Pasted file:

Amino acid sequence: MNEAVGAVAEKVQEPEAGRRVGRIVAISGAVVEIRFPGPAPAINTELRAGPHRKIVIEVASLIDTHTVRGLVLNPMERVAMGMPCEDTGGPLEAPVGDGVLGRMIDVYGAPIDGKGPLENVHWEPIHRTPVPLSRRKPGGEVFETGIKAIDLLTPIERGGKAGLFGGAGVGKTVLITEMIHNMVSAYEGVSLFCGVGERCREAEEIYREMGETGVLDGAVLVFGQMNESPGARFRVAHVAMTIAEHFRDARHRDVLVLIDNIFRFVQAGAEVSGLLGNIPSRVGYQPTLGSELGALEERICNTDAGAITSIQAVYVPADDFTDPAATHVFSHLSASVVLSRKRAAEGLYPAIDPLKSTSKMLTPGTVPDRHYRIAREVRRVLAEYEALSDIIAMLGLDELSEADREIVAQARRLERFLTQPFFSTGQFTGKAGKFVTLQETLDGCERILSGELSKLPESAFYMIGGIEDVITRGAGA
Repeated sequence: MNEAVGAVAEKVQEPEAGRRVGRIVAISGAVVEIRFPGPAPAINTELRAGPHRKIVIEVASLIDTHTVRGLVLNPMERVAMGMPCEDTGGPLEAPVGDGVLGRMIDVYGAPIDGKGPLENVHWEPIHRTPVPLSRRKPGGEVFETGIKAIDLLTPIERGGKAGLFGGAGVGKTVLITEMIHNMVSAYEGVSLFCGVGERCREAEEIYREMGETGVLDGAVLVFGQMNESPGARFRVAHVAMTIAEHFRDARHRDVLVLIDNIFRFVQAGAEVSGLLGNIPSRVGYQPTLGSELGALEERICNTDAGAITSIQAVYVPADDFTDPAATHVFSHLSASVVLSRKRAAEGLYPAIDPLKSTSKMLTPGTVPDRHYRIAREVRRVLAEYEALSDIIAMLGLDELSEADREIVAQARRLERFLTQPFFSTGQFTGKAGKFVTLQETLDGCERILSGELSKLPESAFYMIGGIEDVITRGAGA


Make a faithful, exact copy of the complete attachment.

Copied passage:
Amino acid sequence: MNEAVGAVAEKVQEPEAGRRVGRIVAISGAVVEIRFPGPAPAINTELRAGPHRKIVIEVASLIDTHTVRGLVLNPMERVAMGMPCEDTGGPLEAPVGDGVLGRMIDVYGAPIDGKGPLENVHWEPIHRTPVPLSRRKPGGEVFETGIKAIDLLTPIERGGKAGLFGGAGVGKTVLITEMIHNMVSAYEGVSLFCGVGERCREAEEIYREMGETGVLDGAVLVFGQMNESPGARFRVAHVAMTIAEHFRDARHRDVLVLIDNIFRFVQAGAEVSGLLGNIPSRVGYQPTLGSELGALEERICNTDAGAITSIQAVYVPADDFTDPAATHVFSHLSASVVLSRKRAAEGLYPAIDPLKSTSKMLTPGTVPDRHYRIAREVRRVLAEYEALSDIIAMLGLDELSEADREIVAQARRLERFLTQPFFSTGQFTGKAGKFVTLQETLDGCERILSGELSKLPESAFYMIGGIEDVITRGAGA
Repeated sequence: MNEAVGAVAEKVQEPEAGRRVGRIVAISGAVVEIRFPGPAPAINTELRAGPHRKIVIEVASLIDTHTVRGLVLNPMERVAMGMPCEDTGGPLEAPVGDGVLGRMIDVYGAPIDGKGPLENVHWEPIHRTPVPLSRRKPGGEVFETGIKAIDLLTPIERGGKAGLFGGAGVGKTVLITEMIHNMVSAYEGVSLFCGVGERCREAEEIYREMGETGVLDGAVLVFGQMNESPGARFRVAHVAMTIAEHFRDARHRDVLVLIDNIFRFVQAGAEVSGLLGNIPSRVGYQPTLGSELGALEERICNTDAGAITSIQAVYVPADDFTDPAATHVFSHLSASVVLSRKRAAEGLYPAIDPLKSTSKMLTPGTVPDRHYRIAREVRRVLAEYEALSDIIAMLGLDELSEADREIVAQARRLERFLTQPFFSTGQFTGKAGKFVTLQETLDGCERILSGELSKLPESAFYMIGGIEDVITRGAGA